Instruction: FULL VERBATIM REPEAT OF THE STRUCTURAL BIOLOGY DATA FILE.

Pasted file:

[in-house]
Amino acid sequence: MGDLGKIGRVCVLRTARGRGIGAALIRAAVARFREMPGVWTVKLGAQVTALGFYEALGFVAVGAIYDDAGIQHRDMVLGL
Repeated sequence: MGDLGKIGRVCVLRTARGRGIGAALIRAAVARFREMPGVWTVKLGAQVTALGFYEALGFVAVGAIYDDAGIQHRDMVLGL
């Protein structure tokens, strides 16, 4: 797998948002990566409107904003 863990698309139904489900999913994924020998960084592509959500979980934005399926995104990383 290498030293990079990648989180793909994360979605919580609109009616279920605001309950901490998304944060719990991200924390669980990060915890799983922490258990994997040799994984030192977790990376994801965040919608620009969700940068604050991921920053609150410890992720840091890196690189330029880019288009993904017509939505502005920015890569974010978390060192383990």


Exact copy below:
[in-house]
Amino acid sequence: MGDLGKIGRVCVLRTARGRGIGAALIRAAVARFREMPGVWTVKLGAQVTALGFYEALGFVAVGAIYDDAGIQHRDMVLGL
Repeated sequence: MGDLGKIGRVCVLRTARGRGIGAALIRAAVARFREMPGVWTVKLGAQVTALGFYEALGFVAVGAIYDDAGIQHRDMVLGL
């Protein structure tokens, strides 16, 4: 797998948002990566409107904003 863990698309139904489900999913994924020998960084592509959500979980934005399926995104990383 290498030293990079990648989180793909994360979605919580609109009616279920605001309950901490998304944060719990991200924390669980990060915890799983922490258990994997040799994984030192977790990376994801965040919608620009969700940068604050991921920053609150410890992720840091890196690189330029880019288009993904017509939505502005920015890569974010978390060192383990």